Director: Phyllidia Lloyd
Few figures in modern politics were (or are) as divisive as Margaret Thatcher. As British Prime Minister she was liked and loathed in equal measure, but has segued into a quiet retirement since her resignation in the face of a Conservative leadership challenge in 1990. Her political career was turbulent and full of incident, but The Iron Lady chooses to spend about half its running time focused on the retirement. That is but one of its many mistakes.
There can be no doubt that Meryl Streep’s performance as Thatcher is yet another great one in a career full of greats, especially considering how much she has to do here. The Iron Lady decides not to be yet another tick-the-boxes biopic, but instead decides to focus on Thatcher in the present day. We first meet Thatcher buying a pint of milk and showing disdain for the increased price, then hobbling back to her home in time for breakfast. Streep hobbles along under aged make-up whilst still preserving Maggie’s inherent sense of dignity. However, her dignified efforts are undone once you realize that Thatcher isn’t dead yet! Abi Morgan’s (Shame) script must work with a certain amount of presumption, but trying to interpret her thoughts and feelings is unavoidably intrusive. Thatcher is presented as a doddery old bird, hallucinating her already-dead husband Denis (Jim Broadbent, the crazy old uncle of British acting greatness) into existence and having conversations with him, to the frustration of her daughter Carol (Olivia Colman, effective). Thatcher’s family and supporters have expressed their disappointment with this portrayal, and it is understandable; it’s a dithery and impersonal portrayal of an old woman who probably is best left alone. Still, Streep does hold onto that underlying dignity, but also shows her as human and vaguely (sym)pathetic. Despite the impersonality of it, the scenes between Maggie and Denis‘ ghost are the most affecting, and are a lot more interesting than the flashbacks to her ‘glory’ days.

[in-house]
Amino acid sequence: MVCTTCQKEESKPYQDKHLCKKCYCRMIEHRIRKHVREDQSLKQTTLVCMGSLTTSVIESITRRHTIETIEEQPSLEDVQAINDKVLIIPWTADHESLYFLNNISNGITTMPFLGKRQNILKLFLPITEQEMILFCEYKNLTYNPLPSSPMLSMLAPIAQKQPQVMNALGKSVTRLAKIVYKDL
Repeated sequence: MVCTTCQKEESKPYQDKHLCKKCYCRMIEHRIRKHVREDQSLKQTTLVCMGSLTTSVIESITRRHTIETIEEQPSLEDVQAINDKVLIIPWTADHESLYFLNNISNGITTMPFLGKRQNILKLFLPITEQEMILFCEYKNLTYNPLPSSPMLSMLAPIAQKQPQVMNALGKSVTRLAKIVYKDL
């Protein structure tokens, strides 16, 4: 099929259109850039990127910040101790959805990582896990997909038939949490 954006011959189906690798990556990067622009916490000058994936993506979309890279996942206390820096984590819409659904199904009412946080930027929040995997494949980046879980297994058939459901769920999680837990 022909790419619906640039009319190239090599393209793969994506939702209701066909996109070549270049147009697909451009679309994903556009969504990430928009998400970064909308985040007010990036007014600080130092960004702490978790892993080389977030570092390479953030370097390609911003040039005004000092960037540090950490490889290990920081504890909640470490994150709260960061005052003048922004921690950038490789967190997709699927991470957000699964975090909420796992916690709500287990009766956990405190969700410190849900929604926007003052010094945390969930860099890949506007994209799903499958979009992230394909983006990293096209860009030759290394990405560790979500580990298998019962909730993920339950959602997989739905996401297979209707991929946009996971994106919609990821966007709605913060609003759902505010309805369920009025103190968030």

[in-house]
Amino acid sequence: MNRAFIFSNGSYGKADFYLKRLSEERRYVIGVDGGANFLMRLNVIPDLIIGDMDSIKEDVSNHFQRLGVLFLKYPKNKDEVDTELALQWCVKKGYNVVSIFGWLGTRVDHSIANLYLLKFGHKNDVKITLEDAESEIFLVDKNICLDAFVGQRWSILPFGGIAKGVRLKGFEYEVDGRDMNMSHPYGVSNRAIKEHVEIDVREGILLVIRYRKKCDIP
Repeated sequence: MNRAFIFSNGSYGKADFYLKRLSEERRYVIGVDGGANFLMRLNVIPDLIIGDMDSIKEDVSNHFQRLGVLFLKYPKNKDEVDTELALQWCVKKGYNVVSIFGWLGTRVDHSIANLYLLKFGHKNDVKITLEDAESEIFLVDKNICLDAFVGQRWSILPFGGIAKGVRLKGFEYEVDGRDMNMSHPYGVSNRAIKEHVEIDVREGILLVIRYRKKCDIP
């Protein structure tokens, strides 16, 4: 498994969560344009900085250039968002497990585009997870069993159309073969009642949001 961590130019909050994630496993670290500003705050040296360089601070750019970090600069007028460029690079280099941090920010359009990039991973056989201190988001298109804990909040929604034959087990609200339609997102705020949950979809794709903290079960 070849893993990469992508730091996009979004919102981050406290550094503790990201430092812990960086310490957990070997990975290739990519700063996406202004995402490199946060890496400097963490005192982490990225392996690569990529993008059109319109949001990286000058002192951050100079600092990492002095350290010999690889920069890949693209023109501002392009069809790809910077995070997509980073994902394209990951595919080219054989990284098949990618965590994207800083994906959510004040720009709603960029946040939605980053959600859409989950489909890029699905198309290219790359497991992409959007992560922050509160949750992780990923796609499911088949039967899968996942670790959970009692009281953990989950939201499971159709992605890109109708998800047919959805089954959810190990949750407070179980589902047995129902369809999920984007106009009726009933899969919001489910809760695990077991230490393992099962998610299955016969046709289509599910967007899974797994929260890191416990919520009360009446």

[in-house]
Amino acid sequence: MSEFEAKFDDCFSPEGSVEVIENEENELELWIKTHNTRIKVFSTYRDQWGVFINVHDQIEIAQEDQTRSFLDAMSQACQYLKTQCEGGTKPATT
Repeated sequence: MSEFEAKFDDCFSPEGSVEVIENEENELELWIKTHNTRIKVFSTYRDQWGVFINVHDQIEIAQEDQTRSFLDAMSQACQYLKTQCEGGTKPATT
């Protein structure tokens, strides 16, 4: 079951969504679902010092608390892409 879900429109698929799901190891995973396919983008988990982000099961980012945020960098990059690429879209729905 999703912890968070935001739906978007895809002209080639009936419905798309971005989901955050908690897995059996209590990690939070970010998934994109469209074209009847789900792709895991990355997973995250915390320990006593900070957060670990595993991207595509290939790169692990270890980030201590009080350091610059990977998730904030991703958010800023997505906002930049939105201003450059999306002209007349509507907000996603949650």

For all of Streep’s efforts, Morgan and director Phyllidia Lloyd (Mamma Mia!) have no clue what to make of Thatcher. The flashbacks to her rise to power and certain events (the Falklands War, the Brighton bombing, her resignation) are horribly narrow. This is the woman who created Thatcherism, and yet it goes largely unexplored. She is portrayed as a feminist (a label Thatcher herself rejected) and as a victim of backstabbing (cue Anthony Head and Richard E. Grant as Geoffrey Howe and Michael Heseltine respectively). The film attempts to show what influenced Thatcher, but neglects to show adequately the effects of her decisions. The Iron Lady was never going to win over her detractors, but reducing the poll tax riots and miner’s strikes to musical montages is little short of insulting. The opposition benches are portrayed as idiots and Maggie can do no wrong, or so it seems.
The Iron Lady manages the incredible feat of alienating all potential audiences; anyone with any knowledge of British politics will slap their heads in disbelief, whilst her supporters will be up in arms at the insensitivity of it all. It’s both historical whitewash and nosy probe, saved only by Streep’s performance. Margaret Thatcher divided opinion in her time, but The Iron Lady should unite audiences in its hideousness.